“In addition to supplying an NGO with satellite communications on St Thomas island,” said Yore, the Rescue Global team “also evacuated a small number of patients with critical healthcare needs, including a pregnant lady, to San Juan. Both missions were aided by the heat maps.”
Cranking up the AI
Since this successful deployment of the PRN’s technology, Reece and his team have taken their system to another level, by adding a neural network into the mix, creating an augmented system called BCCNet. While the human volunteers are rapidly labelling the changes in the satellite imagery, the neural network is busy learning how to do the job, training itself with the most accurate human data. Before long, the neural net is as good as the cream of the crowd. “We can use the trained neural net to label the images of entire regions – even entire countries – automatically.”
“We can use the trained neural net to label the images of entire regions – even entire countries – automatically.”
Steve Reece, Turing Fellow
This marriage of human understanding of imagery with machine learning takes the best of human capability and rapidly multiplies its power and impact, providing wide-area situational awareness to where it is needed the most, and fast.
At the Neural Information Processing Systems conference in December 2018, the team’s paper picked up the best paper award at a workshop entitled 'Machine Learning for the Developing World'. That work was funded by the UK Space Agency’s International Partnerships Programme, a Google Impact Challenge award, and the Turing’s Data-centric Engineering programme, itself supported by Lloyd’s Register Foundation.
The neural net is currently being folded into the system, says Reece. “We haven't tested the neural net in anger yet – which is to say, in a real disaster situation. We've tested it on historical data from the 2017 Caribbean hurricane data archive” and Reece expects it to be ready to go live later this year.
The PRN deployed some of its suite of techniques and technology on before-and-after satellite imagery of the Bahamas, in the wake of Hurricane Dorian. “We are now repeating the damage assessment work we did for Irma and Maria on the Bahamas,” says Reece. “We've mapped Green Turtle Cay,” says Reece, “and this intelligence was delivered to Rescue Global and 24 Commando Royal Engineers [the British Army’s Military Engineers]”, says Reece. “A further two sets of crowd labels from Zooniverse are imminent, one covering Freeport and the other Marsh Harbour. In part, this is to see if the ports are free of large debris to find out if they can support aid delivery.”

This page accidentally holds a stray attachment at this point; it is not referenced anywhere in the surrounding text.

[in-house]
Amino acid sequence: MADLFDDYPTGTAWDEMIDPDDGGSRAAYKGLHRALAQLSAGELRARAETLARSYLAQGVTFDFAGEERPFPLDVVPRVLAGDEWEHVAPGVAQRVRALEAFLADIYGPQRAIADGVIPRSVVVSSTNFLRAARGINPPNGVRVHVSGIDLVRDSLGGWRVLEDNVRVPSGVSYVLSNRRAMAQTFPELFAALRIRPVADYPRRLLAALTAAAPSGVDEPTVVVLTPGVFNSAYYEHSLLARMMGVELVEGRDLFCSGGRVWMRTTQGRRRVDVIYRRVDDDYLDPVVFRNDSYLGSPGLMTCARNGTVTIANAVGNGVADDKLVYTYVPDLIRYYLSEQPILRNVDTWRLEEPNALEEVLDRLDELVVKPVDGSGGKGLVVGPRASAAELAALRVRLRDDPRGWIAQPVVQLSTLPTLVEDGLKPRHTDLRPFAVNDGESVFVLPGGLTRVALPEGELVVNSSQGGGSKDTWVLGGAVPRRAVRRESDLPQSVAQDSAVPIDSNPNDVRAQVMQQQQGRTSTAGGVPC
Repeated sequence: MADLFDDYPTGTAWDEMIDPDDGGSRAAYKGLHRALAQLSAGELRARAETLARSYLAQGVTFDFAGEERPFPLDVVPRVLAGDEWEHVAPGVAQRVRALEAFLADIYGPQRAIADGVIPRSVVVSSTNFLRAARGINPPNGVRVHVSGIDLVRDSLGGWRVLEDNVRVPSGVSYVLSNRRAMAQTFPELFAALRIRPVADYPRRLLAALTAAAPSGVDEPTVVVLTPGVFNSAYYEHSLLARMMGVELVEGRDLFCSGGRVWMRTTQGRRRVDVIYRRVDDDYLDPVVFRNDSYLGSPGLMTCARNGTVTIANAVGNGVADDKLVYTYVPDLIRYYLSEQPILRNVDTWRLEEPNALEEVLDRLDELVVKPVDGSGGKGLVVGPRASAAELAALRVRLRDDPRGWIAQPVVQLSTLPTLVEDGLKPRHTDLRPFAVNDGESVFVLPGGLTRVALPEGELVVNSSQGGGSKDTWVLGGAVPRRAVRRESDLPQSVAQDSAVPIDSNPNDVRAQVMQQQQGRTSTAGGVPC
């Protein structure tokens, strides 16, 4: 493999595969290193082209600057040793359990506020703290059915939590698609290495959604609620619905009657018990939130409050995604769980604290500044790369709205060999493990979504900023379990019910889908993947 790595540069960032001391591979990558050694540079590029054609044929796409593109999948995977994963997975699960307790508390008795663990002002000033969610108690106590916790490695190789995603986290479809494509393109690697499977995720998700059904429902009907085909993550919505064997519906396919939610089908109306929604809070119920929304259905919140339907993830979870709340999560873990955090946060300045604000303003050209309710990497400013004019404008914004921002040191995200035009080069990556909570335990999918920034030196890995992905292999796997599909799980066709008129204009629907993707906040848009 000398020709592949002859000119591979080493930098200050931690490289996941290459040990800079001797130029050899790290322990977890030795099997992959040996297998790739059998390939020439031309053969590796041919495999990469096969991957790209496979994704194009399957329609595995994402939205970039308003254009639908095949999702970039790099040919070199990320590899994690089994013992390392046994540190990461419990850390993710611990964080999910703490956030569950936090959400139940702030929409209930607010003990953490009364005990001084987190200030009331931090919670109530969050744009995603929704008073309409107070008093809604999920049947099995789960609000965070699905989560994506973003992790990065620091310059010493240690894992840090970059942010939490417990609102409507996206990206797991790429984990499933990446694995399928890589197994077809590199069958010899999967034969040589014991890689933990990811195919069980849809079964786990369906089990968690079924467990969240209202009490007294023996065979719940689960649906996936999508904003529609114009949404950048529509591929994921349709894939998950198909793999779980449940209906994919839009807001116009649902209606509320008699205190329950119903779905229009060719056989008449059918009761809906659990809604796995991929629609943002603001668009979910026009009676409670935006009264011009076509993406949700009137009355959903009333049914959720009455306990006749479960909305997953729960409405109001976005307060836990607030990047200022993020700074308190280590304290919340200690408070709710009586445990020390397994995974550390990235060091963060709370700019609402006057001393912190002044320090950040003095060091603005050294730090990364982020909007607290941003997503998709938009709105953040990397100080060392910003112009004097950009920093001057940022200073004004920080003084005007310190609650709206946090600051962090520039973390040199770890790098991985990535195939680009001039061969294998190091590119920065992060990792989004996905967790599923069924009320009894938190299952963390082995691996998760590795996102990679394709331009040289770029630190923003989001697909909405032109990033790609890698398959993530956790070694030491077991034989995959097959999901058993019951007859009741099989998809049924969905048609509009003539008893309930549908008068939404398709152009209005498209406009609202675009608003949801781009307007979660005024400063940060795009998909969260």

24 Commando is embedded with Reece’s team, working to understand the technology and also helping the PRN to understand the information requirements of emergency responders.
Image of Hurricane Dorian credit NOAA
What does the future hold?
When not focused on an emergency deployment such as Hurricane Dorian, another aspect of technology being worked on is improving the PRN’s Zooniverse interface, so that human volunteers have a smoother, more efficient experience when examining satellite imagery. These improvements are being funded through an Impact Acceleration Account, awarded by the Engineering and Physical Sciences Research Council. “In operational situations, we’ve ended up doing a lot of manual work that could be automated,” Reece says, so this streamlining of the crowd-sourcing side is important. The interface is nearing completion and is now being evaluated by Rescue Global.
Meanwhile, an additional focus is on using BCCNet to help the Brazilian National Audit Office (TCU) identify and monitor tailings dams. These are dams created by mining organisations to provide a body of water in which to dump the typically highly toxic by-products of mining. They are an environmental nightmare in their own right, but if they collapse, releasing their toxic payload, they are capable of killing off entire rivers. So far BCCNet has identified 3 dams previously not unknown to the TCU. The team’s collaborator at the TCU is visiting the University of Oxford for five months from September 2019, funded entirely by the Brazilian government, to develop this project.
It is clear that the impact of the BCCNet algorithm will go way beyond disaster response. Virtually anything that humans can usefully discover from imagery or sound can ultimately be automated by the system. And to boost uptake of this technology, it has been important to the Turing that the code for the system be open source. When something has this much potential benefit to people and the planet, it would be wrong to keep it under wraps.